So then Tom pointed out - is it critical thinking or thinking critically? BUT interestingly enough the definition of critically is EXACTLY the same as critical... so does this make a big difference by swapping the words around?... or is this about our relationship with the word? 
Because I have been using the words critical thinking so much in the last few years in conjunction with working philosophically with children the word critical no longer has a negative tone for me at all... its meaning has changed... but maybe for others it is harder to dissociate the negative tone of the word critical? I don't know? But it is something worth exploring.

Over the years as part of working philosophically with children I have thought a lot about thinking, often together with others...
I am of the opinion that there are many forms of thinking... just as there are many forms of learning and many forms of play... this all ties in with the hundred languages for me...

some forms of thinking (other than critical thinking):

  • reflective
  • empathic
  • creative
  • prejudice
  • biased
  • distorted
  • partial
  • uninformed
  • abstract
  • divergent
  • meta
listening is another way of thinking
and there will be more... but I do not want to write an exhaustive list... just show there are many ways to think - including daydreaming - but is that really thinking, or storytelling in the mind? Do we need to phrase it thinking reflectively instead of reflective thinking... ? Or do we just call it reflection? How does reflection differ from thinking? What impact does that have on our perception of what that kind of thinking means?

To find out more about what critical thinking means... check out this page as they go into much greater detail and with several thinkers sharing their definition of critical thinking... far beyond my thinking capacity at this present moment... 

Tom Drummond wrote
... words we use in our dialogue can have a shared meaning because we have a relationship. The long relationship with your best friends sharpens the communication. When we use words outside of relationships, it is different.
This is, as Carla says, all in a context of relationships and dialogue. I would add trust. It is also in a context of documentation. We have artefacts to ground meaning-making. Artefacts we can revisit. Relationships that evolve. New meanings can be made in each here and now. 

If we can look back at ourselves over time, re-co-construct the meaning of our shared history, we then share that, too. This is the meta-cognition where we are up another stair in the path of life.

The Municipal Preschools and Infant Centres of Reggio Emilia, Italy, have gone up many stairs.

And it is so true relationships are so important in our dialogues and our understanding of how we use words... it is why we need to build trusting relationships with the children and with our colleagues... it is why we need enable the children to trust each other - so that their dialogues and play have the element of truth, their communication is of a kind that they can all participate in and all understand. And when we have the understanding we can push our thinking further... we continue to go up the stairs is we are to use Tom's analogy.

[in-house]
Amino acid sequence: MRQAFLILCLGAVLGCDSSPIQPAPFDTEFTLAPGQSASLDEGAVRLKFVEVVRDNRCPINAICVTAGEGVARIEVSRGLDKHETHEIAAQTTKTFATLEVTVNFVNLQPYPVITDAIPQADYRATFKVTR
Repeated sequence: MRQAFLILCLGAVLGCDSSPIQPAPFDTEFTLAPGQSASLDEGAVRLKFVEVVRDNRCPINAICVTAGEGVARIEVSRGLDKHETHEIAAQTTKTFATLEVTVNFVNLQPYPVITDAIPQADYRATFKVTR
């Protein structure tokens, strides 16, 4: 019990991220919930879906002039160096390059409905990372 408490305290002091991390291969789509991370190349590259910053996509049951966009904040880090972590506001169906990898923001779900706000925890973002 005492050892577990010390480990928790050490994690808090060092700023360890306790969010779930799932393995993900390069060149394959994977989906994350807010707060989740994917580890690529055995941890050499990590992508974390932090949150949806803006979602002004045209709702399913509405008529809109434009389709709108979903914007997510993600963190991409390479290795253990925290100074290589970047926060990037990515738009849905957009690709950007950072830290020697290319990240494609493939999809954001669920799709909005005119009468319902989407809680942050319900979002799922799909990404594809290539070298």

I think, though, that thinking is more cyclical... or in waves... or sometimes walking up the down-escalator and it feels like you are going no-where... a kind of trapped on the merry-go-round feeling.
But thinking with others can help you start in the right direction, or get off that merry-go-round to pursue new thoughts...

I also think we have to be aware that there are many of these so called "stairs" - while the municipal preschools in Reggio Emilia might have gone up many stairs in their documentation, their collegial dialogues etc... I know they have not gone up an many stairs within outdoor learning or norm-awareness (anti-bias) as Sweden has ... and I think this is so important to reflect on... that we all have so much to offer each other because we have all been focusing on climbing different stairs...

we need to be open to the thinking of others - to allow our own thinking to evolve - we need to be aware of our own thinking and whether it is there to meet an agenda or whether it is there to explore an idea... when is it doing what... ? and how do we know?

I felt working philosophically with children made me so much more aware of my own thinking and my own participation and how I shared my thinking and was more aware of the children's thinking - and how their thinking connected with each other and with things we had experienced etc etc. I realised just how much power my thinking had over the group not just when I was sharing my ideas and thoughts... but also when I thought I was not participating... my non-participation says something too (why not at this moment, and why at other moments) - my body language and facial expressions can give lots away about what I think... I do not have a good poker face...
Being aware of my power in the group was fuel for thinking about how I could empower the children...

But back to the exploration of critical thinking...

it all started in a dialogue about what is "scaffolding" in practical terms - what do you actually do to scaffold...? which developed into a question - what does encouragement mean...? how do you actually do that...?  that lead to support and what is that...? that lead to the critical thinking exploration

I so enjoy exploring words - digging deeper in my own understanding, definitions and interpretations of words... learning from how other define words... we create new relationships with words that allow us to gain a more nuance understanding of dialogues in the future... as a word used in a sentence is no longer just a word it is a symbol for a whole lot of of meaning-making.

It kind of reminds me of attempting to read James Joyce "Ullyses" - there were times when I struggled to follow, well just didn't get it... and there were times when I got it because I realised he was using one or two words to describe a situation that would require pages normally... because he would refer to something from another piece of literature or something... for example there was one sentence that only made sense if you had read Shakespeare's Julius Caesar... because without that knowledge the sentence just contained some random words in it that did not relate to the previous pages... It made me realise how much I must be missing because there were probably loads of these "hidden" meanings. Would having a dialogue and relationship with James Joyce been a key to understanding the book due to creating a common language?

Below are some quotes about thinking...

creative thinking... to be aware of what the established pattern is, whether it needs to be change, what change is needed and how to go about that...

actually "support" was another word that was questioned in the last 24 hours... what is support... how do you support... when is too much, when is too little... ????

and we need to think about how do we listen to the thinking of non-verbal children... how are we receptive to that... what enables them to share more, what in our behaviour limits them?
yeah... I like this photo of my daughter holding an egg that had just been collected from the hen house and washed - it was warm.